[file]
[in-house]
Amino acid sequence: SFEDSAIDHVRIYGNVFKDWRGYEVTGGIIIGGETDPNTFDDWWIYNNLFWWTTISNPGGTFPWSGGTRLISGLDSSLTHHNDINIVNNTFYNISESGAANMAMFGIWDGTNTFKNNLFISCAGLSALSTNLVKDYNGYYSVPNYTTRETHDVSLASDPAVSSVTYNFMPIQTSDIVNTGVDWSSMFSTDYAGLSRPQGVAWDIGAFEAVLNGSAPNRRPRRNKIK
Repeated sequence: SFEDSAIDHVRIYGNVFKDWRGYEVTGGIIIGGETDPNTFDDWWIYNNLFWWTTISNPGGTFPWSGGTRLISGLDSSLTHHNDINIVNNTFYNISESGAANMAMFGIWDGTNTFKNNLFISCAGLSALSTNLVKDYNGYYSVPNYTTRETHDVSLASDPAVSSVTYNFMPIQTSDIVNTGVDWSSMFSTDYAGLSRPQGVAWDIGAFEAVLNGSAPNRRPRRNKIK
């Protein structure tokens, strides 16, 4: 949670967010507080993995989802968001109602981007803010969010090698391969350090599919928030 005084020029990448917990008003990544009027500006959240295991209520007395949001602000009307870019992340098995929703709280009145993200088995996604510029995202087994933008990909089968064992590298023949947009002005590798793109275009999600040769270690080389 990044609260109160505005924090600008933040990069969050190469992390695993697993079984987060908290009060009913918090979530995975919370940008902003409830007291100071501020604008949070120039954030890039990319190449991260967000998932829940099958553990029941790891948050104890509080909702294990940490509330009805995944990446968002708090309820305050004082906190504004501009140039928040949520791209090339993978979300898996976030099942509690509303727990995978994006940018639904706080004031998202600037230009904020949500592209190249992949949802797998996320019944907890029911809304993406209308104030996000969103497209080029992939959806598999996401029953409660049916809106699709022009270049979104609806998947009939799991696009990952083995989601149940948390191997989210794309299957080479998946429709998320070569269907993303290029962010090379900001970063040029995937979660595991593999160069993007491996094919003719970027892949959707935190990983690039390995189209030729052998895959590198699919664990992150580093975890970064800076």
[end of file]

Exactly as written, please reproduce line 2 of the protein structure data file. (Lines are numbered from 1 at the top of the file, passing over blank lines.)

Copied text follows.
Amino acid sequence: SFEDSAIDHVRIYGNVFKDWRGYEVTGGIIIGGETDPNTFDDWWIYNNLFWWTTISNPGGTFPWSGGTRLISGLDSSLTHHNDINIVNNTFYNISESGAANMAMFGIWDGTNTFKNNLFISCAGLSALSTNLVKDYNGYYSVPNYTTRETHDVSLASDPAVSSVTYNFMPIQTSDIVNTGVDWSSMFSTDYAGLSRPQGVAWDIGAFEAVLNGSAPNRRPRRNKIK